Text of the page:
Supervised learning in a mechanical system arxiv (Oct 2019)
M. Stern, C. Arinze, L. Perez, S. Palmer, A Murugan
Physical constraints on epistasis arxiv (Oct 2019)
K Husain, A Murugan
Tuning environmental timescales to evolve and maintain generalists (arXiv , June 2019)
V Sachedva*, K Husain*, J Sheng, S Wang+, A Murugan+
Learned multi-stability in mechanical networks (arxiv, Mar 2019)
M. Stern, M. Pinson, A. Murugan
Information content of downwelling skylight for non-imaging visual systems (bioRxiv, Sep 2018)
R. Thiermann, A. Sweeney, A. Murugan
Many organisms have light-sensitive proteins (opsins) in unexpected places like in the brain and in reproductive organs. What are these opsins "looking" at? We aren't sure but they seem to link reproductive behaviors to the lunar cycle. Using data on natural light from Prof. Sweeney and weather models, we find these opsins can reliably tell the day of the lunar cycle from the color of twilight.
Non-equilibrium statistical mechanics of continuous attractors (arXiv, Sep 2018)
W. Zhong, Z. Lu, D.J.Schwab, A. Murugan
Recent experiments suggest that memories of multiple spatial environments involve the same neurons in the brain. Why do we not get confused? Classic "equilibrium" theories do not apply to such spatial memories (`continuous attractors'). We compute the speed-dependent "non-equilibrium" memory capacity of a neural network and show that the faster you run, the less you remember.
Kalman-like self-tuned sensitivity in biophysical sensing (arxiv, Mar 2019)
with: K Husain, W Pittayakanchit, G Pattanayak, M J Rust
Cell Systems (in press)
People often view biological systems through the lens of a physical system with fixed parameters and speak of trade-offs, e.g., you cannot be both fast and accurate. But biological systems can tune most parameters over time in response to how things are working out for them. Using experiments on circadian clocks in cyanobacteria (from Prof. Rust's lab at Chicago) and on stress response pathways in yeast (from Prof. Swain's lab in Edinburgh), we showed that biological systems are like dynamical systems whose geometry is changed over time in response to the system's performance. As a result, living organisms can self-tune their sensitivity to new external information over time and break naive speed-accuracy trade-offs, a foundational idea in engineering proposed by Kalman (1960).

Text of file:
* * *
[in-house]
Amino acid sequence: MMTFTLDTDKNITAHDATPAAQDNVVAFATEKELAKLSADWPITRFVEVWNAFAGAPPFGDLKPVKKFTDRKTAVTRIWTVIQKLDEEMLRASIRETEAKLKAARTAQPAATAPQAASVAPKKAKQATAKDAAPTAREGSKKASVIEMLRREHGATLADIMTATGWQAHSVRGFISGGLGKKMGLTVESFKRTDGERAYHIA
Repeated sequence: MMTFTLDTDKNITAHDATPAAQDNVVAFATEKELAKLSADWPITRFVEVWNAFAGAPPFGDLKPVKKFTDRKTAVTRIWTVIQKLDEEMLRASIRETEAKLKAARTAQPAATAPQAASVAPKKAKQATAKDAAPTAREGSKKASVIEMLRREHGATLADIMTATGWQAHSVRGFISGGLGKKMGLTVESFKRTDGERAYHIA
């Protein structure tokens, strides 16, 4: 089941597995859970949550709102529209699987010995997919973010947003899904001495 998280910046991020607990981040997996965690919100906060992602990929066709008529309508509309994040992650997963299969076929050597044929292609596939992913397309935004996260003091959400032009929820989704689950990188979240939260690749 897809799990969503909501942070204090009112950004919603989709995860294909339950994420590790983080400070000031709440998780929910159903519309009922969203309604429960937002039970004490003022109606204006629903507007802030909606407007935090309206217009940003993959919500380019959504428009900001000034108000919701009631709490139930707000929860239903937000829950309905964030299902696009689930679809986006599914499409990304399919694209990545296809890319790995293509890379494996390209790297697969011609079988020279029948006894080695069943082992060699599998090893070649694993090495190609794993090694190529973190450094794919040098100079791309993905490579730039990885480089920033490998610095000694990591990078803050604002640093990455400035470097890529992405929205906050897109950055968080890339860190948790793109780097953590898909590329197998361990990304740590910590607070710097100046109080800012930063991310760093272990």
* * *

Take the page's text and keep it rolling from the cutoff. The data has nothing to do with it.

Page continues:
Temporal pattern recognition through analog molecular computation
with: J O'Brien
ACS Synthetic Biology (March 2019)
Popular summary by MIT Tech Review
Chemists have long made sensors to detect a specific molecule and raise an alarm. But what if we need to raise an alarm only for a specific pattern of exposure to a molecule over time? Can the internal dynamics of a sensor extract specific features of a time-varying signal?
Bioinspired nonequilibrium search for novel materials
A. Murugan, H. Jaeger
MRS Bulletin 44(2):96-105 pdf here
Non-equilibrium physics + bio-materials are all the rage these days. In this perspective, we emphasize a distinct but profound role for non-equilibrium physics --- the non-equilibrium dynamics of evolutionary processes that produced at such materials in the first place. Understanding non-equilibrium evolutionary dynamics will tell us how to design materials to be more adaptable like biomaterials.
Biophysical clocks face a trade-off between internal and external noise resistance
W Pittayakanchit*, Z Lu*, J Chew, M J Rust, A. Murugan
Many organisms have 24-hour self-sustained internal clocks but other organisms have simpler `hourglasses' turned over by sunrise and sunset. We study the geometry of the underlying dynamical systems and find that self-sustained clocks are better at dealing with external weather fluctuations. But hourglasses are better at dealing with internal molecular fluctuations. So a simple hourglass can be better than a fancy clock when the clock hardware itself is error prone.
High Protein Copy Number Is Required to Suppress Stochasticity in the Cyanobacterial Circadian Clock
J. Chew, E. Leypunskiy, J. Lin, A. Murugan, M. Rust
Nature Communications 9:3004 (2018)
Related experiments in Prof. Michael Rust's lab show that P. marinus, a cyanobacterium with an hourglass clock, has very few clock proteins compared to a sister species S. elongatus that has a self-sustained clock. These experiments also suggest that P. marinus is better off with a simple hourglass clock than with a self-sustained clock, given how unreliable the clock reactions in P. marinus are.
Shaping the topology of folding pathways in mechanical systems
M. Stern, V. Jayaram, A. Murugan
Nature Communications 9:4303 (2018)